Sunlight: New and Selected Poems, by John O’Donnell, Dedalus Press, 152 pp, €14.95, ISBN: 978-910251317
The publication of a New and Selected is always a milestone, a marker of how far the poet has travelled, and John O’Donnell’s Sunlight is just that. It charts his oeuvre from his early days to his ongoing development as a mature poet, when he had won a number of awards for his work, among them two Hennessy awards, one for poetry and one for fiction.
Reading O’Donnell’s work, the word constant comes to mind: it is the nub of everything he writes. He has an intrinsic core of honesty, humanity and steadiness; we are in safe hands here. The title poem, a loving paean to the deceased mother to whom he has dedicated this book, has the lines:
is how the light continued pouring in through the big window
without pausing to acknowledge any sense
of what just happened,
which carry a faint echo of Auden’s “Musée des Beaux Arts”:
… the sun shone
as it had to …
The sun shone having no alternative.
not so much in the actual lines as in the sentiment of a poet doing what a poet has to do ‑ write good poems and strive for excellence, both of which O’Donnell has done from the time he first put pen to paper.
His work speaks of a life well-lived and well-observed. He is a loyal son and has some loving and well-crafted poems on his father (see “The Shipping Forecast”) and grandfather (see “When Grumpy Met Lindy”) with perhaps a hint of trying to fill big shoes, as in “Icarus Sees His Father Fly”:
Making a man of me, or you? so much I’ve tried
To make you proud. Shouts of encouragement
Loud in my head. Your voice once more. My arms spread.
O’Donnell has a number of runs of sonnets, six in his collection Some Other Country (2002) written engagingly from biblical characters’ points of view and another run of six in “On Water” (2014). The sonnet has been described as a room and O’Donnell possesses the room with mastery and quiet control.
O’Donnell has wide-ranging concerns, not least moral and societal ones, as in his devastatingly simple nine-line poem “What The Tide Brings In”, from Some Other Country (2002), that lulls the reader with lyric lines such as:
A slatted crate that once held oranges. A ball
kicked brightly out of reach. Whale songs.
and then ends with a kick:
An unnamed bundle in a fertiliser sack.
with its mute hard-kending that pulls us up short in both senses.
Another poem with social concerns, “Kola’s Shop”, although published in his first collection, Some Other Country (2002) is prescient of the current mood in the wake of Brexit. In a later collection, On Water (2014), he has a moving poem, “Beads”, about the girls who ended up in homes and orphanages, shunned by society for their own ‑ or in this case their mothers’ ‑ sins; wrong that is only now being admitted to as we still uncover all we though had been safely swept under the country’s bulging carpet.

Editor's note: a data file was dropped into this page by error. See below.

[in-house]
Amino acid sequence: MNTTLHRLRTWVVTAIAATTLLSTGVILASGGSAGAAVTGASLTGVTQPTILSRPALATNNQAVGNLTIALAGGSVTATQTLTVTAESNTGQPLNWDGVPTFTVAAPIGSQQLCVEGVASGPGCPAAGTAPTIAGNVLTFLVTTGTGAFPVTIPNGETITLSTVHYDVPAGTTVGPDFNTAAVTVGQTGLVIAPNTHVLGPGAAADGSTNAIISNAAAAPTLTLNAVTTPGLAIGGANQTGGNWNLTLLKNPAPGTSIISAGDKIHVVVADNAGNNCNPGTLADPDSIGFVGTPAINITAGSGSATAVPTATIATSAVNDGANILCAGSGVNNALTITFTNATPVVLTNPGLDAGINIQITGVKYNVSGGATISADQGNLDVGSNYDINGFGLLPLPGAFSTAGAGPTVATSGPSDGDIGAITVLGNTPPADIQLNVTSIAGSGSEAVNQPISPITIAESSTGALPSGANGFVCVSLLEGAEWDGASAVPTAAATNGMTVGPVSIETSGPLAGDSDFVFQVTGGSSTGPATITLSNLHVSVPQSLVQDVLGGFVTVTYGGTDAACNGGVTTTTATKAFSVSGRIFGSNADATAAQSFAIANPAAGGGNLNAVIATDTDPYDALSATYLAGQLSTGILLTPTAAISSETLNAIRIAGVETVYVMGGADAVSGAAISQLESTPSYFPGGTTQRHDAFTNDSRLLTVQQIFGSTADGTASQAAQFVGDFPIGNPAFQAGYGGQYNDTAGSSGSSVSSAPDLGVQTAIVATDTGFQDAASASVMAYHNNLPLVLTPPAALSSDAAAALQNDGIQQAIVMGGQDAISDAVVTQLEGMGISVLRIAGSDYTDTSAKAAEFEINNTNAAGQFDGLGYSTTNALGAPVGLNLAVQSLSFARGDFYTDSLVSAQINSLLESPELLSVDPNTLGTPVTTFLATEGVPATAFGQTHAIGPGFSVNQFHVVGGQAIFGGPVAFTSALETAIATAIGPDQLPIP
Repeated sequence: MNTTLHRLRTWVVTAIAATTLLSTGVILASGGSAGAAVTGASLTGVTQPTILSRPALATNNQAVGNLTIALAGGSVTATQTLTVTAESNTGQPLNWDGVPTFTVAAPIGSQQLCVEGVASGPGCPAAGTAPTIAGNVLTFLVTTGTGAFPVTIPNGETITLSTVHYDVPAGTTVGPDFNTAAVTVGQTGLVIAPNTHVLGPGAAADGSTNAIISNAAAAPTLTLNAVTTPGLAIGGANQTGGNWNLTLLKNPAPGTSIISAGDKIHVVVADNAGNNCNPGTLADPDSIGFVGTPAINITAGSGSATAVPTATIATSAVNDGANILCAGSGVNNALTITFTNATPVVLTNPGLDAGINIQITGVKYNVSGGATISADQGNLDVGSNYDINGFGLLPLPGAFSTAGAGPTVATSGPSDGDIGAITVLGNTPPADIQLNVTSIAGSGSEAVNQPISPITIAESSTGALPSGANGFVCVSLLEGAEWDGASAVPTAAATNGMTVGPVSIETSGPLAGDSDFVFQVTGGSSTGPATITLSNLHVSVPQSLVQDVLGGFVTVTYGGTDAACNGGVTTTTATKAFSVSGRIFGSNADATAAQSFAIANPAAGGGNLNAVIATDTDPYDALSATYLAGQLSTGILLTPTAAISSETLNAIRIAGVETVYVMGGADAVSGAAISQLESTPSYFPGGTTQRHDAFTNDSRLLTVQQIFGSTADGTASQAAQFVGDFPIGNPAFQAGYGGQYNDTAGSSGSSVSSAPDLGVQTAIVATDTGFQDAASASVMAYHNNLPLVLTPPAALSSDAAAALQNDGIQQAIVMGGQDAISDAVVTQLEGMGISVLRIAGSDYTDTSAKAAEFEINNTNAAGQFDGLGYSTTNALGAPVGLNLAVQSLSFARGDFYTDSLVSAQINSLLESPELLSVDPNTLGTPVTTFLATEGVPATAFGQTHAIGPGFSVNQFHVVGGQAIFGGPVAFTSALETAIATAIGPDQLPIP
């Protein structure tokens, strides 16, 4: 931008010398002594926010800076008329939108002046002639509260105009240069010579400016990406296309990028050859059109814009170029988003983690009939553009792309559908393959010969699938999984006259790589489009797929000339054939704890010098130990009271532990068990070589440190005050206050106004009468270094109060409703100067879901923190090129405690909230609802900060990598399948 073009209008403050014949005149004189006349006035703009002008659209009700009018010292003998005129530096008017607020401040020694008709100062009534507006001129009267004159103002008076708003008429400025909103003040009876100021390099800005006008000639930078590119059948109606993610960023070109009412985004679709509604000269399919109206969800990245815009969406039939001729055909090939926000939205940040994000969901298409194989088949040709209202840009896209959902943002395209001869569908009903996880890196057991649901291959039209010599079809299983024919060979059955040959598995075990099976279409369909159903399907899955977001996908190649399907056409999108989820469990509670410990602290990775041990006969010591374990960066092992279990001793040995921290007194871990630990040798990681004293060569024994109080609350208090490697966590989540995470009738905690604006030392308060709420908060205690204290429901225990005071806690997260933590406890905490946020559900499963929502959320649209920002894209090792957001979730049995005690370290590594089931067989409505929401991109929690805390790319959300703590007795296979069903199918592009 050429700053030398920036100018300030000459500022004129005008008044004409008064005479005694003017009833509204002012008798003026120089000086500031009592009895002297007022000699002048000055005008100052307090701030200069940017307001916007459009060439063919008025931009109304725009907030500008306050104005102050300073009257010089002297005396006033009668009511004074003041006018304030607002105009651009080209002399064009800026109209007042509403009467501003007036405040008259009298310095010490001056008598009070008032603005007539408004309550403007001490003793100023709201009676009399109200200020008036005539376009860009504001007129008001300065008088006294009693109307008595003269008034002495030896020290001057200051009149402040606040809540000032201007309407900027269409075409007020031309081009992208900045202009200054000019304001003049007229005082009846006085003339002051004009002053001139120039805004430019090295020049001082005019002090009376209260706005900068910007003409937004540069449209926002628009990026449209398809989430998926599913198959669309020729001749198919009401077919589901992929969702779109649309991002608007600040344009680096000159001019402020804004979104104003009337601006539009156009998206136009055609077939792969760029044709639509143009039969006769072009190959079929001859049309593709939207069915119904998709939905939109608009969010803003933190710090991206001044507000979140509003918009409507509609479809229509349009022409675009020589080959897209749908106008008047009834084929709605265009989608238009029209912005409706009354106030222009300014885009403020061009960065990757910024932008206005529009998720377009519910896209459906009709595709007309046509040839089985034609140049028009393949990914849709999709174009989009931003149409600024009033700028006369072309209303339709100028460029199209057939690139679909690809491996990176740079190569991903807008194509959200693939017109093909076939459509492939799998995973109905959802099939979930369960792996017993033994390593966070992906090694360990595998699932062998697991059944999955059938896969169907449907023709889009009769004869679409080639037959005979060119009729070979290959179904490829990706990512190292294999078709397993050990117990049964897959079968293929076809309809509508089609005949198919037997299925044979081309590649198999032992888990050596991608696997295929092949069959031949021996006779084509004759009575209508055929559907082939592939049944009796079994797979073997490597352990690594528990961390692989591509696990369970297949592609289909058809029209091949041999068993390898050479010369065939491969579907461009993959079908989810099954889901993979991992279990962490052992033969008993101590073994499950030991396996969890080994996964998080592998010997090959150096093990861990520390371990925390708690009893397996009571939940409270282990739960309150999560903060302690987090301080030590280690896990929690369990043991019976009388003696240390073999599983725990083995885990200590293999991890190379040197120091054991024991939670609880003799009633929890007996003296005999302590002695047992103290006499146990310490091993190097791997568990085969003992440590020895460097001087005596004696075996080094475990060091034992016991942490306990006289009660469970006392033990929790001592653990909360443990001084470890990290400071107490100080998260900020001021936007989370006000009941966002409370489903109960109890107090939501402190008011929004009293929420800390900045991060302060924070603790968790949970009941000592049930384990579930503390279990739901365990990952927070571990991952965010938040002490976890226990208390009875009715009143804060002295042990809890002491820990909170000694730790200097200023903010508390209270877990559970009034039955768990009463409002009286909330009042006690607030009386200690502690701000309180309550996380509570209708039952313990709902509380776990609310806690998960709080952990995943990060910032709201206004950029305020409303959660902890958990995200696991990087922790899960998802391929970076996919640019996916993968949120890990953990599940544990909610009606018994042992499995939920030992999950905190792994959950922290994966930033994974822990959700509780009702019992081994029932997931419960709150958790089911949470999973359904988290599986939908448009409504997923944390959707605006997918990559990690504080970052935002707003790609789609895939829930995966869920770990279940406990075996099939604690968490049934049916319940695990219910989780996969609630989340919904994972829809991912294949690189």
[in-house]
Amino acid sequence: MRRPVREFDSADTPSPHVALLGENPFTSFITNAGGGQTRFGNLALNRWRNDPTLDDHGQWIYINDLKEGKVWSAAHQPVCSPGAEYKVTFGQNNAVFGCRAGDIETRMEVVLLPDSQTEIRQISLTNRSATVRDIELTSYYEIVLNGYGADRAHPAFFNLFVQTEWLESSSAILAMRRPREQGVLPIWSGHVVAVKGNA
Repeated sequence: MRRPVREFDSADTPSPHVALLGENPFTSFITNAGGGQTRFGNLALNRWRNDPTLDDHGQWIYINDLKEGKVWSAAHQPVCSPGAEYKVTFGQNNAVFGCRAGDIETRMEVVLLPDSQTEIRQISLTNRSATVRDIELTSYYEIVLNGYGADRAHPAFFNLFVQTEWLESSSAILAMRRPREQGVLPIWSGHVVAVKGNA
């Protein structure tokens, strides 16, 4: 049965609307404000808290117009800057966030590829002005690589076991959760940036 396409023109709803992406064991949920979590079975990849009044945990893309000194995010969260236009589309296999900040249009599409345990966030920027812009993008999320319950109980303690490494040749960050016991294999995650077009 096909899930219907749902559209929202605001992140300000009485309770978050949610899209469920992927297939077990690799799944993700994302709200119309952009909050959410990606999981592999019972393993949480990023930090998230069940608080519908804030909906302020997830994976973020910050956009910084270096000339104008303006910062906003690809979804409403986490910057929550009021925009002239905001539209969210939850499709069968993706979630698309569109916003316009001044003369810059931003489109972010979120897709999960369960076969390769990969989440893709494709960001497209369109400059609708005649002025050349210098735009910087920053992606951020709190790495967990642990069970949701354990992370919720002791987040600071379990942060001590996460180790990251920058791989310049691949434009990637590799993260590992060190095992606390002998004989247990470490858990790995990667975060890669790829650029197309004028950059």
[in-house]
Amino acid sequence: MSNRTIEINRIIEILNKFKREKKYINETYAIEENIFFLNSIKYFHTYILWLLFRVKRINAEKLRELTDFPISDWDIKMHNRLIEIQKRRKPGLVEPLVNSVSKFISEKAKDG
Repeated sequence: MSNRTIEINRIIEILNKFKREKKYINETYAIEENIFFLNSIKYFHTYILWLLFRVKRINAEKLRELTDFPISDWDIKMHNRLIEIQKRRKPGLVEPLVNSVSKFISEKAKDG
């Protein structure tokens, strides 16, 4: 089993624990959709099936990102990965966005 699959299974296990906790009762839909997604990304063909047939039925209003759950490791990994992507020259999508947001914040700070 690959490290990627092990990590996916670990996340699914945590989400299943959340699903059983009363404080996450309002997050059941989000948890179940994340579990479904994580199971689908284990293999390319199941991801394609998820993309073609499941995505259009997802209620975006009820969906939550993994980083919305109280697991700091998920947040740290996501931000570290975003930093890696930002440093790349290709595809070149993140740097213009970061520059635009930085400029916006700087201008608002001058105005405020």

This is a poet who know what he wants to say and does it well, from his lyrical poems, to his use of the sonnet and other forms, from his judicious use of rhythm, rhyme, assonance and alliteration and other devices that help a poem have the effect that it is striving for, he has a deft hand.
As with most poets of his generation O’Donnell has poems about other poets and deceased Irish literary figures. A lovely one, “Lamp”, recalls Caroline Walsh, a much-loved and wonderful encourager of poets, whom we all miss. Caroline wrote a column in The Irish Times and if we were lucky enough we would be delighted to see our names included. O’Donnell uses the story of prehistoric cave painting from around the world to carry his well-wrought metaphor of knowledge, light and inspiration. He also uses the idea of a lamp in an engaging memorial poem for Seamus Heaney contained in his new work and titled “The Lucan Planet No. 33”, which was an old bicycle lamp that ran on kerosene.
the enamelled blackness of the chamber suddenly aglow
in its own solstice …
In the second stanza the poem deftly segues into a different kind of light and moves us down to its poignant final lines:
the Consolation that what’s well-made endures, and shines on.